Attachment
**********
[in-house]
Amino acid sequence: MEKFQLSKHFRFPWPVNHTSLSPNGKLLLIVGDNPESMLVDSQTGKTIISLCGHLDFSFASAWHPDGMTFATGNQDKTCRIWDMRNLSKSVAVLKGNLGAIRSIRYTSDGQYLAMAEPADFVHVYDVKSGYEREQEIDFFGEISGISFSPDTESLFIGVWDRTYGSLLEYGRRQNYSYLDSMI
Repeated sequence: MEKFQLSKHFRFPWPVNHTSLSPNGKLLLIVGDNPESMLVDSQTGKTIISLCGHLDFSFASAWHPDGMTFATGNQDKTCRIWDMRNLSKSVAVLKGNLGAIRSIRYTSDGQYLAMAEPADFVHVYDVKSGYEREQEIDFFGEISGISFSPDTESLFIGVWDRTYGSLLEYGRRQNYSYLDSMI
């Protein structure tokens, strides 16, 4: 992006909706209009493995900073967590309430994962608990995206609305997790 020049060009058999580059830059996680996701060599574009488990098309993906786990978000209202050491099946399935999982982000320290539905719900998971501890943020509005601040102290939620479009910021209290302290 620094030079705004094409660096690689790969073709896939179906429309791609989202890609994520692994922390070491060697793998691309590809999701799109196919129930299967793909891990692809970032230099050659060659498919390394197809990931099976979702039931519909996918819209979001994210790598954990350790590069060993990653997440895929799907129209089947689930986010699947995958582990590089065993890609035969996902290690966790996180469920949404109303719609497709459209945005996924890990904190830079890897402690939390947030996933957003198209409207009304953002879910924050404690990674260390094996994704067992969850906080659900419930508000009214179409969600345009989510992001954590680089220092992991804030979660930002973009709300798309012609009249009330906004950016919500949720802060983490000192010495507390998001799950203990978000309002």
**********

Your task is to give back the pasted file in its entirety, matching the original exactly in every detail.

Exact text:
[in-house]
Amino acid sequence: MEKFQLSKHFRFPWPVNHTSLSPNGKLLLIVGDNPESMLVDSQTGKTIISLCGHLDFSFASAWHPDGMTFATGNQDKTCRIWDMRNLSKSVAVLKGNLGAIRSIRYTSDGQYLAMAEPADFVHVYDVKSGYEREQEIDFFGEISGISFSPDTESLFIGVWDRTYGSLLEYGRRQNYSYLDSMI
Repeated sequence: MEKFQLSKHFRFPWPVNHTSLSPNGKLLLIVGDNPESMLVDSQTGKTIISLCGHLDFSFASAWHPDGMTFATGNQDKTCRIWDMRNLSKSVAVLKGNLGAIRSIRYTSDGQYLAMAEPADFVHVYDVKSGYEREQEIDFFGEISGISFSPDTESLFIGVWDRTYGSLLEYGRRQNYSYLDSMI
């Protein structure tokens, strides 16, 4: 992006909706209009493995900073967590309430994962608990995206609305997790 020049060009058999580059830059996680996701060599574009488990098309993906786990978000209202050491099946399935999982982000320290539905719900998971501890943020509005601040102290939620479009910021209290302290 620094030079705004094409660096690689790969073709896939179906429309791609989202890609994520692994922390070491060697793998691309590809999701799109196919129930299967793909891990692809970032230099050659060659498919390394197809990931099976979702039931519909996918819209979001994210790598954990350790590069060993990653997440895929799907129209089947689930986010699947995958582990590089065993890609035969996902290690966790996180469920949404109303719609497709459209945005996924890990904190830079890897402690939390947030996933957003198209409207009304953002879910924050404690990674260390094996994704067992969850906080659900419930508000009214179409969600345009989510992001954590680089220092992991804030979660930002973009709300798309012609009249009330906004950016919500949720802060983490000192010495507390998001799950203990978000309002």